The centre’s mandate is to facilitate trauma training for CAF physicians, physician assistants, and nursing officers. Many of Canada’s military medical personnel have been trained at the CFTTCs prior to their deployments.
Major Philip Dawe, Medical Director of the CFTTC-West, has known and worked with Ross for a number of years.
“This honorary appointment is – to say the least – a big deal, and a more fitting candidate would be hard to find,” says Major Dawe. “Capt(N) Brown has had a military career that’s been as long as it’s been accomplished. He is an Officer of the Order of Military Merit and is a recipient of the Canadian Forces Decoration. His arrival in Vancouver came at a critical juncture: the trauma program under the legendary Dr. Richard Simons was fairly nascent and Dr. Brown was his first fellow, then first partner. Capt(N) Brown can also take the lion’s share of the credit for establishing the CFTTC (W) which continues to train and prepare medical service personnel from across the country for overseas deployment.”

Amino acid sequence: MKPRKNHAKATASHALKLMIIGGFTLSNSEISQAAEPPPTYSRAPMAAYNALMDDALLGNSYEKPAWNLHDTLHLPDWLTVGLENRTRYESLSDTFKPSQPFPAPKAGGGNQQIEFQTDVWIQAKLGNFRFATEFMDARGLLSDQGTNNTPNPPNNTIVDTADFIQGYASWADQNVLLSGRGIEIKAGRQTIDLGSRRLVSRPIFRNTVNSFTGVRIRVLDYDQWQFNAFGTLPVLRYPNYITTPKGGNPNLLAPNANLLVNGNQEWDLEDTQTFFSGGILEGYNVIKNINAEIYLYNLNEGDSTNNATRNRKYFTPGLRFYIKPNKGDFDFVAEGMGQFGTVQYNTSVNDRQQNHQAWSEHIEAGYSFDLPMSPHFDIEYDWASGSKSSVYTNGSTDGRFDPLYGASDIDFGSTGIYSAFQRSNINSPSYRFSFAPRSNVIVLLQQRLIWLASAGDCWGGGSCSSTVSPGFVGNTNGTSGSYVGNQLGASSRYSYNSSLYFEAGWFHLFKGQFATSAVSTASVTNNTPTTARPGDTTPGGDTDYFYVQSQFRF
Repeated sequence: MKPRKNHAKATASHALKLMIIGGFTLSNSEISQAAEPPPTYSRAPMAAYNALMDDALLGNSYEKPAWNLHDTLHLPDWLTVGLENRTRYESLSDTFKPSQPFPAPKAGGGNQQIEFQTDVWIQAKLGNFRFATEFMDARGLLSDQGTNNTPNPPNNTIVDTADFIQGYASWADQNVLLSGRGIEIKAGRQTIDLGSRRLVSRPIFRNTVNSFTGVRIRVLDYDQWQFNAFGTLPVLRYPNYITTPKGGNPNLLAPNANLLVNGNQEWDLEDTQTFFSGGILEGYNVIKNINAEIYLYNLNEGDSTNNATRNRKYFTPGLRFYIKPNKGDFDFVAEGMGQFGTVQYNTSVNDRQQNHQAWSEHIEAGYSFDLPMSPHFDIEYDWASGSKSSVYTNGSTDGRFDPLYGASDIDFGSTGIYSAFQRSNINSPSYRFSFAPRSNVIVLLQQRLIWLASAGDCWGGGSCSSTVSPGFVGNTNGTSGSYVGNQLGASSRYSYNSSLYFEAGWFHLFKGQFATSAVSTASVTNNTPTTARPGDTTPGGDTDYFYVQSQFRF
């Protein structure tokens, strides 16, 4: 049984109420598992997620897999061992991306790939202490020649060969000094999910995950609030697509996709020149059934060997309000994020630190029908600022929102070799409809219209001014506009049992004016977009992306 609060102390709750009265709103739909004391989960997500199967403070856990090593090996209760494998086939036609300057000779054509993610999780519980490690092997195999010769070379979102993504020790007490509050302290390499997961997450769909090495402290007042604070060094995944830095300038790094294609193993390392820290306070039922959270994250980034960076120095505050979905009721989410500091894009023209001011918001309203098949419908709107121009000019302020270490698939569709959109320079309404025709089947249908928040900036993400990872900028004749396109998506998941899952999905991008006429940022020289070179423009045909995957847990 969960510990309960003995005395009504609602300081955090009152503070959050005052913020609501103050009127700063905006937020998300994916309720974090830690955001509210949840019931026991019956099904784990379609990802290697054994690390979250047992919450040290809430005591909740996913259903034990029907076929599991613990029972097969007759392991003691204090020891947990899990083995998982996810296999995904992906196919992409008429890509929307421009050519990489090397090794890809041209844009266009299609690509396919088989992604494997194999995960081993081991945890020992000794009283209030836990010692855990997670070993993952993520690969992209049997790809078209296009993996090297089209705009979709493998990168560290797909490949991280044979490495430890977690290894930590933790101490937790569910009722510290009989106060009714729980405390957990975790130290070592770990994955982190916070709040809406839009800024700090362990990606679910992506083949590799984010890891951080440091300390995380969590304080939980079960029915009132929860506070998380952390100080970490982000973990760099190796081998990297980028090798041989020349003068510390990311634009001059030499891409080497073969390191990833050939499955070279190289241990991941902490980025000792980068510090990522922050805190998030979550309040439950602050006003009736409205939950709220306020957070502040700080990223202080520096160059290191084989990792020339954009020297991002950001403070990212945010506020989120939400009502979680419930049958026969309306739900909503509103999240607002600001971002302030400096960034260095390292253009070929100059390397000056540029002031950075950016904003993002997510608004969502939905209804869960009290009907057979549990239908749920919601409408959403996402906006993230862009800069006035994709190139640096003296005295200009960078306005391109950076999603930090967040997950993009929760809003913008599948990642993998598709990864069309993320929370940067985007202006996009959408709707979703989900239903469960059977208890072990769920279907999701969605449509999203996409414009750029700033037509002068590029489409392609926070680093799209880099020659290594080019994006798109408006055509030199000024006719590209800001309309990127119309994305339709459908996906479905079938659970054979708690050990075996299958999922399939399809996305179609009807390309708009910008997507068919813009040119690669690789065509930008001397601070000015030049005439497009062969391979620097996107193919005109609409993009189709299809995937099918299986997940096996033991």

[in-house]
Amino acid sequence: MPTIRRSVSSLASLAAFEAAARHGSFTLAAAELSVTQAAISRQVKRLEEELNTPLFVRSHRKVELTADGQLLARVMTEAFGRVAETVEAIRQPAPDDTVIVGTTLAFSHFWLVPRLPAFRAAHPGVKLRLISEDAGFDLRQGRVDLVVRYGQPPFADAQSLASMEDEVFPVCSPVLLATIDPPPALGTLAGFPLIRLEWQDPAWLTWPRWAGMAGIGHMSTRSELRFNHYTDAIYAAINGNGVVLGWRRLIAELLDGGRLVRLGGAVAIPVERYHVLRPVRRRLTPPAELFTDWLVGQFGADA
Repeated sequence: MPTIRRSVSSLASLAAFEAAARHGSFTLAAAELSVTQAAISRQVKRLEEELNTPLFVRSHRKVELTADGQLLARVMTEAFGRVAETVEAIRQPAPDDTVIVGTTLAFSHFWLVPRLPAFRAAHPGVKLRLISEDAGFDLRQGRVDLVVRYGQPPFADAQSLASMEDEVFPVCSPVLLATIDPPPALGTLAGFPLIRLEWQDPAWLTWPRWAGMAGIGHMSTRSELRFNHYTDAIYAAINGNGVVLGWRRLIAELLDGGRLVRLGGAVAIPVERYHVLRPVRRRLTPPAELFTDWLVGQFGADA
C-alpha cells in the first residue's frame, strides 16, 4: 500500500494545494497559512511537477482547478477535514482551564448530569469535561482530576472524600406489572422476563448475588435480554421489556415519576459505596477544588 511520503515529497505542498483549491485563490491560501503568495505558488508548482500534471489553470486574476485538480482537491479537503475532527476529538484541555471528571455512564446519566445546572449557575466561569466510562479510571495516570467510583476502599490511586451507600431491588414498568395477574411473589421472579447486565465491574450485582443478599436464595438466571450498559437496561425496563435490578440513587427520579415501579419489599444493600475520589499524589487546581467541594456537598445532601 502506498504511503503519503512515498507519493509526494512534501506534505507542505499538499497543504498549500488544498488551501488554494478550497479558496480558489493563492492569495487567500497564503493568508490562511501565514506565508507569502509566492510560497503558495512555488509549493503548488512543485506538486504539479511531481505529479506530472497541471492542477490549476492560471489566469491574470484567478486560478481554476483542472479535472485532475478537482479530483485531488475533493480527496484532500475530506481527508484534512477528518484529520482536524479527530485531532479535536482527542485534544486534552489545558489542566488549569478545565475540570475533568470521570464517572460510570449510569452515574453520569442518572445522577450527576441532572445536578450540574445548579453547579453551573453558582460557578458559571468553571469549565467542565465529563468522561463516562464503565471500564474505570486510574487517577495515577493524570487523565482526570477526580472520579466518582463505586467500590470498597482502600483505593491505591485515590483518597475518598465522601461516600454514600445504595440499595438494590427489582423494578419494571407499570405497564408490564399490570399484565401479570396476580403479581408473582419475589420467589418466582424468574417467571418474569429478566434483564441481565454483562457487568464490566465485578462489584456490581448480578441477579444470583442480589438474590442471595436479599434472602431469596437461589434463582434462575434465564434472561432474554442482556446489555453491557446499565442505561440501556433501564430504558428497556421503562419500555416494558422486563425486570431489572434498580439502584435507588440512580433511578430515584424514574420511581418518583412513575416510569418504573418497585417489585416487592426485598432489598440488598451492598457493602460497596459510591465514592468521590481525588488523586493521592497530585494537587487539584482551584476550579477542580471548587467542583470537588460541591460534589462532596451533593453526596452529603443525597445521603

Major Dawe notes that this military footprint within VCH has been at the vanguard of a new wave of civilian-military co-operation throughout North America and Europe.
“As care for the wounded continues to gain more importance in both public opinion and policy, the mutual benefits of a robust civilian-military relationship have become increasingly evident,” he says. “On one hand, lessons learned from our overseas experiences are being delivered to our colleagues at home to enhance patient outcomes. On the other, our colleagues at home have helped us to get ready for those deployments by affording us cross-training and refresher opportunities to ensure we’re providing best-possible care to our troops in our limited-resource deployed environments. Capt(N) Brown should be extremely proud of his military career, and this appointment is a testament to his accomplishments.”